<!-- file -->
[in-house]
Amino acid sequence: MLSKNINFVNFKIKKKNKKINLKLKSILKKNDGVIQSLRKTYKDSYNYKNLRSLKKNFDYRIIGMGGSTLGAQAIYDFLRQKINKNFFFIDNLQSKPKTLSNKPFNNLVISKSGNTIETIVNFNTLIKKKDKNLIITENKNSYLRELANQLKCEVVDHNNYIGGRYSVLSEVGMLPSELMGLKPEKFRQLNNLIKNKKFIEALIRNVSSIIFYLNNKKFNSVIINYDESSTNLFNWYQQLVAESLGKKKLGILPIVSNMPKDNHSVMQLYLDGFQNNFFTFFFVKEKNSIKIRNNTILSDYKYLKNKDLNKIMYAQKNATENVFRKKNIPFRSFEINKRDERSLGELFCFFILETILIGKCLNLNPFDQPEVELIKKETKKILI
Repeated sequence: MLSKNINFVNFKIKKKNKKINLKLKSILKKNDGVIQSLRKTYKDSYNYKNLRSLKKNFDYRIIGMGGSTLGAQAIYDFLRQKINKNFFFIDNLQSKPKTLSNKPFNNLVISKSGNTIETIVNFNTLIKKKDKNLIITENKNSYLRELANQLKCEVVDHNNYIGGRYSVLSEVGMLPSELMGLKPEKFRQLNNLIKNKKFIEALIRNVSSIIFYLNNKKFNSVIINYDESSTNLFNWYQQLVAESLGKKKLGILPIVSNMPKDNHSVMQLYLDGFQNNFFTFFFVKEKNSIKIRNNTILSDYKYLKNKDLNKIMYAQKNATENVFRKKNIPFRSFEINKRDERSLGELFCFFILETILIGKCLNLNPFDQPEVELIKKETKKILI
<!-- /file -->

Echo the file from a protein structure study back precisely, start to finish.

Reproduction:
[in-house]
Amino acid sequence: MLSKNINFVNFKIKKKNKKINLKLKSILKKNDGVIQSLRKTYKDSYNYKNLRSLKKNFDYRIIGMGGSTLGAQAIYDFLRQKINKNFFFIDNLQSKPKTLSNKPFNNLVISKSGNTIETIVNFNTLIKKKDKNLIITENKNSYLRELANQLKCEVVDHNNYIGGRYSVLSEVGMLPSELMGLKPEKFRQLNNLIKNKKFIEALIRNVSSIIFYLNNKKFNSVIINYDESSTNLFNWYQQLVAESLGKKKLGILPIVSNMPKDNHSVMQLYLDGFQNNFFTFFFVKEKNSIKIRNNTILSDYKYLKNKDLNKIMYAQKNATENVFRKKNIPFRSFEINKRDERSLGELFCFFILETILIGKCLNLNPFDQPEVELIKKETKKILI
Repeated sequence: MLSKNINFVNFKIKKKNKKINLKLKSILKKNDGVIQSLRKTYKDSYNYKNLRSLKKNFDYRIIGMGGSTLGAQAIYDFLRQKINKNFFFIDNLQSKPKTLSNKPFNNLVISKSGNTIETIVNFNTLIKKKDKNLIITENKNSYLRELANQLKCEVVDHNNYIGGRYSVLSEVGMLPSELMGLKPEKFRQLNNLIKNKKFIEALIRNVSSIIFYLNNKKFNSVIINYDESSTNLFNWYQQLVAESLGKKKLGILPIVSNMPKDNHSVMQLYLDGFQNNFFTFFFVKEKNSIKIRNNTILSDYKYLKNKDLNKIMYAQKNATENVFRKKNIPFRSFEINKRDERSLGELFCFFILETILIGKCLNLNPFDQPEVELIKKETKKILI